SHANGHAI DAILY | August 4, 2014
Population growth, urbanization and higher consumer spending in China are major drivers of growth in the agro-food products industry, both domestically and abroad.
As China strives to satisfy demands at home, the figures can be striking — imports of oilseeds, for example, are expected by the UN’s Food and Agriculture Organization to rise by 40 percent over the next 10 years, accounting for 59 percent of global trade.
The country has also made substantial agricultural investments around the world, including in farmland, water and farming infrastructure, prompting concern about China’s role in the global scramble for resources.
Acquisition and management of agricultural land by foreign governments and private companies is raising fears about the potential impacts on food security, loss of sovereign control, appropriation and exploitation of natural resources and weakening of local livelihoods.
Media reports and even academic papers claim that farmland acquisition, or “land grabbing,” is occurring at an alarming rate.
China has been criticized for buying up and degrading farmland and natural resources in many countries in Africa, Southeast Asia, central Europe and Latin America, as well as exporting entire food productions through non-market means. This, say commentators, is compromising food security and driving poverty in host countries.
However, much of the information in circulation about global land purchases is false, as research I conducted at the request of UNDP for the formulation of the Post-2015 Millennium Development categorically shows (http://www.post2015hlp.org/the-report/).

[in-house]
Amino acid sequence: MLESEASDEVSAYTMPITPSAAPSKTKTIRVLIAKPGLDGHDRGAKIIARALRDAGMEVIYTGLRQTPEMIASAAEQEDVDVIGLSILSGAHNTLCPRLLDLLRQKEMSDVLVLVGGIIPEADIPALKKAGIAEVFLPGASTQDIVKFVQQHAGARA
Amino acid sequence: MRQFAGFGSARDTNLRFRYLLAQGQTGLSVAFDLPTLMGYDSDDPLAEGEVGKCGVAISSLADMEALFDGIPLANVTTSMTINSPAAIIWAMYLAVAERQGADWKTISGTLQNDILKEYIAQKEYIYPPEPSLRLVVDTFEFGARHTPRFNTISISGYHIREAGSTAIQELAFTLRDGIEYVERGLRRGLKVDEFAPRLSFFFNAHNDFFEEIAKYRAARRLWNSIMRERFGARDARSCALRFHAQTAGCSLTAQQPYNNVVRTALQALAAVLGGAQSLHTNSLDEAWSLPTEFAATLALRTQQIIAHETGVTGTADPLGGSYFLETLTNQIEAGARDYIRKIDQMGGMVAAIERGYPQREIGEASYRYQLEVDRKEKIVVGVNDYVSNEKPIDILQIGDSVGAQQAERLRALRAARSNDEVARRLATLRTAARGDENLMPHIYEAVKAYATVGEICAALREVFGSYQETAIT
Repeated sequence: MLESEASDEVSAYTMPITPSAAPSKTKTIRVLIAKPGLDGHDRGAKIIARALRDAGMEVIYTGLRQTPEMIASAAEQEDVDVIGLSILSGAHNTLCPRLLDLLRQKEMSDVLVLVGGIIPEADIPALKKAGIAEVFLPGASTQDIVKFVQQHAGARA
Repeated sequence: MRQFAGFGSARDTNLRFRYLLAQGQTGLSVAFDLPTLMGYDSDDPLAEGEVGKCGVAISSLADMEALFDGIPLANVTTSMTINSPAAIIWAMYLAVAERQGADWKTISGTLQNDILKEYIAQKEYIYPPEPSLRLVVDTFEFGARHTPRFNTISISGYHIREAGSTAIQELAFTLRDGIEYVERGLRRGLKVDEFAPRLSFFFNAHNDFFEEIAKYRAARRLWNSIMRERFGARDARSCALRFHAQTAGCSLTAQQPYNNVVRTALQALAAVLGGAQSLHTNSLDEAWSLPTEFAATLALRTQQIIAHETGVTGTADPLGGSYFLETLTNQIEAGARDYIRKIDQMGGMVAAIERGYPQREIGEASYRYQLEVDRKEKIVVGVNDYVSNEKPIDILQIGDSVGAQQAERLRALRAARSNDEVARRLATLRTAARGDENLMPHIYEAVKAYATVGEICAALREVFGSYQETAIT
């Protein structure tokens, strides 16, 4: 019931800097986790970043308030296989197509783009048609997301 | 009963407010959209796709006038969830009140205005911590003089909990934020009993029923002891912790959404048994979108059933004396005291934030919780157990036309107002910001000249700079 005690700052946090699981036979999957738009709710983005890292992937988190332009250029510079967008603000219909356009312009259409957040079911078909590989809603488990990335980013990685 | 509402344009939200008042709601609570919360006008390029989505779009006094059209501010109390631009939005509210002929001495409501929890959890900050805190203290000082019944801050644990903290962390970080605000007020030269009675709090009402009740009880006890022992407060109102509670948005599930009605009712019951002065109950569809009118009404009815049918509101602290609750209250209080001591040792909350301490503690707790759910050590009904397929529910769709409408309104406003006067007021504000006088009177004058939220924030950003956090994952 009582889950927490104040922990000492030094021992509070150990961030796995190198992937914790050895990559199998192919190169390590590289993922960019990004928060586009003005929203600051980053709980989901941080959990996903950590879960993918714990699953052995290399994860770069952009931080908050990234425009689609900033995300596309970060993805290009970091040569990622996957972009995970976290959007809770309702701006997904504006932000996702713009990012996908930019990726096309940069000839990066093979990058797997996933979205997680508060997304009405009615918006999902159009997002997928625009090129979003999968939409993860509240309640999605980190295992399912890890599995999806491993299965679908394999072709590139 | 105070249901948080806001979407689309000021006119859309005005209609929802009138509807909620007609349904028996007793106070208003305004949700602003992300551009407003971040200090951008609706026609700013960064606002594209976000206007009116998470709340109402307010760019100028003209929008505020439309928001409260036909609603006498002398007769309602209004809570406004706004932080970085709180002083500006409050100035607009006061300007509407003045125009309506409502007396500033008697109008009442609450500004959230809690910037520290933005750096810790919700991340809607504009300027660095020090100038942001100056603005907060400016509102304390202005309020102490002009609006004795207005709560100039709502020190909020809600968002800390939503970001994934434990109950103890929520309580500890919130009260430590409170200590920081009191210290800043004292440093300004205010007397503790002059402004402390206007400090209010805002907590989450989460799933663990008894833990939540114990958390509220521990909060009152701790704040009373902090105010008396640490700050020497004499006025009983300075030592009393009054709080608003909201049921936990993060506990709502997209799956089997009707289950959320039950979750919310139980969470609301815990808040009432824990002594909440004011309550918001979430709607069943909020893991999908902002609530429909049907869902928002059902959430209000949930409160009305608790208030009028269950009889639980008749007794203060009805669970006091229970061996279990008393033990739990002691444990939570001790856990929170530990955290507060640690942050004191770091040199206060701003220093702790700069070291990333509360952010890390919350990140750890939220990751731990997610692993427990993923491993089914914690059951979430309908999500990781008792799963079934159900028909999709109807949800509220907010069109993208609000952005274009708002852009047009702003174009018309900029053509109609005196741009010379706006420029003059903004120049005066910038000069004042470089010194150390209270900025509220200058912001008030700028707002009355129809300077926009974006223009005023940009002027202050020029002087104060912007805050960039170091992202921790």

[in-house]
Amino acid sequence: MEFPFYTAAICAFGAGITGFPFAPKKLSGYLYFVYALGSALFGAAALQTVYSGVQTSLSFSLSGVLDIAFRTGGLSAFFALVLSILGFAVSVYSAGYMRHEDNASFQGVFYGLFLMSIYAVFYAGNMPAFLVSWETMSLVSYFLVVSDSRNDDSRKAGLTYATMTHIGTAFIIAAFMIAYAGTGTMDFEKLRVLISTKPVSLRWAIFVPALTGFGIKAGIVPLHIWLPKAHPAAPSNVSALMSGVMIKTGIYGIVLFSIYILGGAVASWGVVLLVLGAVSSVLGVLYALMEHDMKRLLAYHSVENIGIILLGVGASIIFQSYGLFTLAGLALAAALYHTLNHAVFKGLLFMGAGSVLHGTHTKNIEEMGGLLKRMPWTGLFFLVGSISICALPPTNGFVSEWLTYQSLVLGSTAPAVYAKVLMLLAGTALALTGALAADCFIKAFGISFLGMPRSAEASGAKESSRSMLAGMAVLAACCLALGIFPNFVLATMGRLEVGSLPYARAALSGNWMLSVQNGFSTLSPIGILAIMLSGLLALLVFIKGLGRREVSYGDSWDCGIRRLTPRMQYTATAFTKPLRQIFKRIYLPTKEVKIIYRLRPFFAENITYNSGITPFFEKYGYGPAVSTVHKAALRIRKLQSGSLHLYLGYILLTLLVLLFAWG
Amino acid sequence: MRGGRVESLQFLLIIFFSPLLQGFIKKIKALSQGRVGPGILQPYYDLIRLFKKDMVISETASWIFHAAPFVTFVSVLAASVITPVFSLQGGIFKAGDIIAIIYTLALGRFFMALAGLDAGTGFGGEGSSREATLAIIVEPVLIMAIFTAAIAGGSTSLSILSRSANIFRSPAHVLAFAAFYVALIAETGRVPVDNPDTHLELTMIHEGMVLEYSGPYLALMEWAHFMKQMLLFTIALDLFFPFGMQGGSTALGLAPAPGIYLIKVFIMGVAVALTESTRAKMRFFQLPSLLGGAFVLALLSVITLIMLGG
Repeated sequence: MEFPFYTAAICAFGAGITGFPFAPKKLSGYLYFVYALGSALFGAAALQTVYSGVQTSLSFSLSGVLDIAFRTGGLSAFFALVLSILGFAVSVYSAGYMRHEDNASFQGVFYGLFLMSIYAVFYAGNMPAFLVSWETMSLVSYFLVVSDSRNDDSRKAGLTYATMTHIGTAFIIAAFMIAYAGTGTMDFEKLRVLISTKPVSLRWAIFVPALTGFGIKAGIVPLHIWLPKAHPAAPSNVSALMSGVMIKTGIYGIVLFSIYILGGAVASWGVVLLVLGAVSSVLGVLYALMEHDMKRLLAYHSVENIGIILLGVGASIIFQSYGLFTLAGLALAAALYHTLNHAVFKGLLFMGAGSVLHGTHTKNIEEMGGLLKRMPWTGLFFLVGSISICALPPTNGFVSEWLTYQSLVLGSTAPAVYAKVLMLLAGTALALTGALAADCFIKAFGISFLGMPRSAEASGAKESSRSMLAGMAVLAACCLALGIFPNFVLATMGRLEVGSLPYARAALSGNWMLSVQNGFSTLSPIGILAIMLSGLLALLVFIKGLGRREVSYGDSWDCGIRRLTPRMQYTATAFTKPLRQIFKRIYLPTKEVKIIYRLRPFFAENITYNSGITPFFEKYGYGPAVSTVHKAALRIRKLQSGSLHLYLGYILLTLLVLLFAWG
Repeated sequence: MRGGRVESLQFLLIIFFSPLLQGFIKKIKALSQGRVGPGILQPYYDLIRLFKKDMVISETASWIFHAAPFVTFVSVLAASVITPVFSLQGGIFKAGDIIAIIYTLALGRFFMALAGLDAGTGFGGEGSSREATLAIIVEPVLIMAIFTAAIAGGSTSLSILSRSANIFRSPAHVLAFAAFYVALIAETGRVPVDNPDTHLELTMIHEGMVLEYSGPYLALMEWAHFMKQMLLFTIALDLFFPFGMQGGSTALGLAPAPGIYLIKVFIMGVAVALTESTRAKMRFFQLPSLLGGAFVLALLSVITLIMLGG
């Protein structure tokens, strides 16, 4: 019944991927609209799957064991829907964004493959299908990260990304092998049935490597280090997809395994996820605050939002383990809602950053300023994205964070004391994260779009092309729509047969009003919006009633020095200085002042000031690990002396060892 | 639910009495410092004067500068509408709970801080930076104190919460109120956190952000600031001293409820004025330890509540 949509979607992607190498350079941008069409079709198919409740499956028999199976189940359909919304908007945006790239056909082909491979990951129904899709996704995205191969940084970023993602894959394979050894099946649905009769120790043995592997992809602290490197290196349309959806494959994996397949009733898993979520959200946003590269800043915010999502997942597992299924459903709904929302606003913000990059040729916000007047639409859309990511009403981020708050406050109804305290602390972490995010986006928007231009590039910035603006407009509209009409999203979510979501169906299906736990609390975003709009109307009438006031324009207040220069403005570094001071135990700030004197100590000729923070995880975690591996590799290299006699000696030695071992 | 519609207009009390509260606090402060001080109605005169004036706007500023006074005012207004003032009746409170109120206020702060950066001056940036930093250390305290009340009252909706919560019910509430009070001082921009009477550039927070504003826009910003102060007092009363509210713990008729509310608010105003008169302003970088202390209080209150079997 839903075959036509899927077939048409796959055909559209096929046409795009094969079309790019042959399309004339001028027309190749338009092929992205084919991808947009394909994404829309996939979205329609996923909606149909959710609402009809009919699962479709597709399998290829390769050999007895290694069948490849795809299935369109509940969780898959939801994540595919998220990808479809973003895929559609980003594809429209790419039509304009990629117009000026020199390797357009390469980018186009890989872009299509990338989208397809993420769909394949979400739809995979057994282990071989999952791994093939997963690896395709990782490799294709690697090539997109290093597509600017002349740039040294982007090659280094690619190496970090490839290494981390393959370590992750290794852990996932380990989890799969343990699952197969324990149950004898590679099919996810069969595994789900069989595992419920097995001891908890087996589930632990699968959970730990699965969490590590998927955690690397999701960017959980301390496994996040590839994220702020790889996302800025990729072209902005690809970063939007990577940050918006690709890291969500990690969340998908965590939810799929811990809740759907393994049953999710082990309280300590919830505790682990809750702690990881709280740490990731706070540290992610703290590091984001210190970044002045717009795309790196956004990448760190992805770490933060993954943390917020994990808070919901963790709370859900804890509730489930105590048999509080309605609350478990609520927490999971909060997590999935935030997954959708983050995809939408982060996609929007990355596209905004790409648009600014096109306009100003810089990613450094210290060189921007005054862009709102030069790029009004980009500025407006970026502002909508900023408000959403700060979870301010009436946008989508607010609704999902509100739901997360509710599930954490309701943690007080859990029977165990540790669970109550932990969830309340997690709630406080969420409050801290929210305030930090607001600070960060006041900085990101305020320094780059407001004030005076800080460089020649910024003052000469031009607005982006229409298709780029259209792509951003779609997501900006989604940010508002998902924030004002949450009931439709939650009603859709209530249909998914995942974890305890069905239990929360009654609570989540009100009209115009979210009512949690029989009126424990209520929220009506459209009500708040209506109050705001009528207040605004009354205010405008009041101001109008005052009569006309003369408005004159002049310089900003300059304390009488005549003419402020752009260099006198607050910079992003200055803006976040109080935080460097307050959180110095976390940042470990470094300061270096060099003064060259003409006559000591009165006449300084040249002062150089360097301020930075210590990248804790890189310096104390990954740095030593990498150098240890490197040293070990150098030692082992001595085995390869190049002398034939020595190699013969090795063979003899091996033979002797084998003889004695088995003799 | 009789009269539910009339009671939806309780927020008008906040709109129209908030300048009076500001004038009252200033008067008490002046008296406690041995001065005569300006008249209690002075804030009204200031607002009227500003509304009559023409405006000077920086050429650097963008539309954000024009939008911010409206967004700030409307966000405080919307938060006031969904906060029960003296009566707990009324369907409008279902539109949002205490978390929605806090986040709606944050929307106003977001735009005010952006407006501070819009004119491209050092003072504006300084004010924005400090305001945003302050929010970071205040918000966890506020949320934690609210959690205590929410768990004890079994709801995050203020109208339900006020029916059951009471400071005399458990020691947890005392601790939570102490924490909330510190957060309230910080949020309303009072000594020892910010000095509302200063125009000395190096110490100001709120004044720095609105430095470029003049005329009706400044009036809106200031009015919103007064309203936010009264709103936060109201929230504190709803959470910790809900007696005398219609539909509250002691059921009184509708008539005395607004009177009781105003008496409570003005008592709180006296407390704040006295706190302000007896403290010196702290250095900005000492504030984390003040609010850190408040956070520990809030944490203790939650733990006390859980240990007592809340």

Many of the claims disseminated and repeated ad nauseum, are based on non-verified and unreliable media reports and on secondary and tertiary sources. When facts are carefully checked, assertions have proved wildly erroneous.
For example, the World Bank evaluated data from registries in 14 countries and found that some 56 million hectares of large-scale farmland deals were announced but never implemented between 2008 and 2009, and two-thirds of these were in sub-Saharan Africa. The data also show that farming had started in only about 21 percent of the agreements reached due to a range of risks related to host institutions, poor infrastructure, technology and price changes.
Land Matrix, the group that initially published the much-quoted figure of 83.2 million hectares of large scale land acquisitions globally, revised its estimate dramatically downward in June 2013 to 32.6 million hectares.
When it comes to China specifically, claims that the country is at the center of large-scale farmland acquisitions in developing countries are also on shaky ground. Experts working in the field have repeatedly said that, while China is investing heavily in many resource sectors, it is not hugely active in farmland acquisitions.
For example, international media have reported massive Chinese agricultural investments and interests in several countries in Africa, including US$800 million being invested in large-scale farming in Mozambique in the Zambezi Valley, with 20,000 Chinese workers sustaining these projects.
However, field research indicates that this is not the case.
Instead, many of the Chinese-operated farms in various African countries do not produce for large-scale export to China but for the local market.